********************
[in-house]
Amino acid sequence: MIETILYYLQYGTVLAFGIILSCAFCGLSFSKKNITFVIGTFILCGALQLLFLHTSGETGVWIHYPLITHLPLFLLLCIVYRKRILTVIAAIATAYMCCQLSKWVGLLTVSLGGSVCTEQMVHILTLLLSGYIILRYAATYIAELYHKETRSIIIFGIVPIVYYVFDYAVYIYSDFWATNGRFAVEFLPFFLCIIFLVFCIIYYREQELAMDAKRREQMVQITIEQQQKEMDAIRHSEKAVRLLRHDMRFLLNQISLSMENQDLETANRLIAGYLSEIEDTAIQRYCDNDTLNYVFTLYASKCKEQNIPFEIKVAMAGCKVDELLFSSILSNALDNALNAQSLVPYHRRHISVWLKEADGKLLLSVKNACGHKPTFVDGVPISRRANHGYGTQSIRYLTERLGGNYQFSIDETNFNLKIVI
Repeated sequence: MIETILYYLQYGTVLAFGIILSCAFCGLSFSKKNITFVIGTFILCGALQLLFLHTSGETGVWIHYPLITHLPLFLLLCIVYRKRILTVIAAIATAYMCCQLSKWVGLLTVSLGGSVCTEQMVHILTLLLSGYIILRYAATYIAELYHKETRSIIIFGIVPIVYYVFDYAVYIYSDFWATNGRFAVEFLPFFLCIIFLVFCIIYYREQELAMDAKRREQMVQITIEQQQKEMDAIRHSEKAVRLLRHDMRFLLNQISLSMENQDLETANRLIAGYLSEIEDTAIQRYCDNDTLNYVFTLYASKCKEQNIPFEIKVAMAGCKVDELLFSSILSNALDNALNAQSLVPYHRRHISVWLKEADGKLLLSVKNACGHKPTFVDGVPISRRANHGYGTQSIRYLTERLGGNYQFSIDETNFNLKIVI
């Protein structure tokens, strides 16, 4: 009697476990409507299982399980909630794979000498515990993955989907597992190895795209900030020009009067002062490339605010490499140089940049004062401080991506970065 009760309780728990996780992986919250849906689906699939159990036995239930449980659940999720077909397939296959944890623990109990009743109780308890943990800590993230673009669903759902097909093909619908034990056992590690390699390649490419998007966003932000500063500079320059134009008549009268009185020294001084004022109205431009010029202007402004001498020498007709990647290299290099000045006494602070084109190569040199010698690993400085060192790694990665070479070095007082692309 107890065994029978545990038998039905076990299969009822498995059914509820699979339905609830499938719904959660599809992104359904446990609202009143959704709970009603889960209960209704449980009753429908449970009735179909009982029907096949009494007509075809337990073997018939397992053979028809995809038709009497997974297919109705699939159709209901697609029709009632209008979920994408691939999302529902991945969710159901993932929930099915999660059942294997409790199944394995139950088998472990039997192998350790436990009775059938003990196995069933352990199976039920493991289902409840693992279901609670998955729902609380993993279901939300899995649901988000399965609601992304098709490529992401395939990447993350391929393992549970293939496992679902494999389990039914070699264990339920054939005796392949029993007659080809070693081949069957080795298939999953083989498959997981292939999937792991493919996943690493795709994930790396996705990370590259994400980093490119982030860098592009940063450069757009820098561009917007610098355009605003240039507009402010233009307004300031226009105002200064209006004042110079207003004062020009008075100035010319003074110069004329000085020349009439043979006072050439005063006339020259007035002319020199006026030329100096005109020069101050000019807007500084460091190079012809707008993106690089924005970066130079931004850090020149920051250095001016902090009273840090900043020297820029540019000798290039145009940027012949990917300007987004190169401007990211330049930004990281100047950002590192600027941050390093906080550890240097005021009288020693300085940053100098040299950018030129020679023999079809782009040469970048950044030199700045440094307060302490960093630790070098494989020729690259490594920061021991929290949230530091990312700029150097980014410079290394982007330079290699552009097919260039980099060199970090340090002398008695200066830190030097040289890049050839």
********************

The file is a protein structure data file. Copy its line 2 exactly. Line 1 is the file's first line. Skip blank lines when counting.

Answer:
Amino acid sequence: MIETILYYLQYGTVLAFGIILSCAFCGLSFSKKNITFVIGTFILCGALQLLFLHTSGETGVWIHYPLITHLPLFLLLCIVYRKRILTVIAAIATAYMCCQLSKWVGLLTVSLGGSVCTEQMVHILTLLLSGYIILRYAATYIAELYHKETRSIIIFGIVPIVYYVFDYAVYIYSDFWATNGRFAVEFLPFFLCIIFLVFCIIYYREQELAMDAKRREQMVQITIEQQQKEMDAIRHSEKAVRLLRHDMRFLLNQISLSMENQDLETANRLIAGYLSEIEDTAIQRYCDNDTLNYVFTLYASKCKEQNIPFEIKVAMAGCKVDELLFSSILSNALDNALNAQSLVPYHRRHISVWLKEADGKLLLSVKNACGHKPTFVDGVPISRRANHGYGTQSIRYLTERLGGNYQFSIDETNFNLKIVI